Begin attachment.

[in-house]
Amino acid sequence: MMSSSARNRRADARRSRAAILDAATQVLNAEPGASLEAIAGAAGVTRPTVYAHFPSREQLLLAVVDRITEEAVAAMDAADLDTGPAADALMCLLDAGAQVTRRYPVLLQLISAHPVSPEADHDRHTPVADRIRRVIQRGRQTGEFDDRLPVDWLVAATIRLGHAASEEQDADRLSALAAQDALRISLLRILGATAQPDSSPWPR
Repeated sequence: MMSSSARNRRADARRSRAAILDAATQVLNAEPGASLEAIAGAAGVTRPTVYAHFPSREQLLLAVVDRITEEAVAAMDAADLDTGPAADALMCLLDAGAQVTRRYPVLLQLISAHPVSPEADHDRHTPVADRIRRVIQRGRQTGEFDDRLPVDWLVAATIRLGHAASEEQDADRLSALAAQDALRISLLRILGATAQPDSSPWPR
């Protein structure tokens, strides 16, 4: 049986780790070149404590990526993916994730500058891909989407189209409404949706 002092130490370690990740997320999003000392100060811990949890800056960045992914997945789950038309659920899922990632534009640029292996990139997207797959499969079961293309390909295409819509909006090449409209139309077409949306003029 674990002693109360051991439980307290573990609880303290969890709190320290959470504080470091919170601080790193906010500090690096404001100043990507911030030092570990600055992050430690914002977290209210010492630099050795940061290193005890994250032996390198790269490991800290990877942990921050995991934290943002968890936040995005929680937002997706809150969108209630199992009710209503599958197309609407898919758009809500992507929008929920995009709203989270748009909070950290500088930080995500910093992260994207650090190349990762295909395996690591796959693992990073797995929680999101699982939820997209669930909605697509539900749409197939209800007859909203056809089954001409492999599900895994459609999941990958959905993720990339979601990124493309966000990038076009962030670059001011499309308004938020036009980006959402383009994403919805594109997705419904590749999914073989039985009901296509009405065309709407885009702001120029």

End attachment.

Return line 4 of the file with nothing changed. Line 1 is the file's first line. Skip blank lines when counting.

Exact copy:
């Protein structure tokens, strides 16, 4: 049986780790070149404590990526993916994730500058891909989407189209409404949706 002092130490370690990740997320999003000392100060811990949890800056960045992914997945789950038309659920899922990632534009640029292996990139997207797959499969079961293309390909295409819509909006090449409209139309077409949306003029 674990002693109360051991439980307290573990609880303290969890709190320290959470504080470091919170601080790193906010500090690096404001100043990507911030030092570990600055992050430690914002977290209210010492630099050795940061290193005890994250032996390198790269490991800290990877942990921050995991934290943002968890936040995005929680937002997706809150969108209630199992009710209503599958197309609407898919758009809500992507929008929920995009709203989270748009909070950290500088930080995500910093992260994207650090190349990762295909395996690591796959693992990073797995929680999101699982939820997209669930909605697509539900749409197939209800007859909203056809089954001409492999599900895994459609999941990958959905993720990339979601990124493309966000990038076009962030670059001011499309308004938020036009980006959402383009994403919805594109997705419904590749999914073989039985009901296509009405065309709407885009702001120029």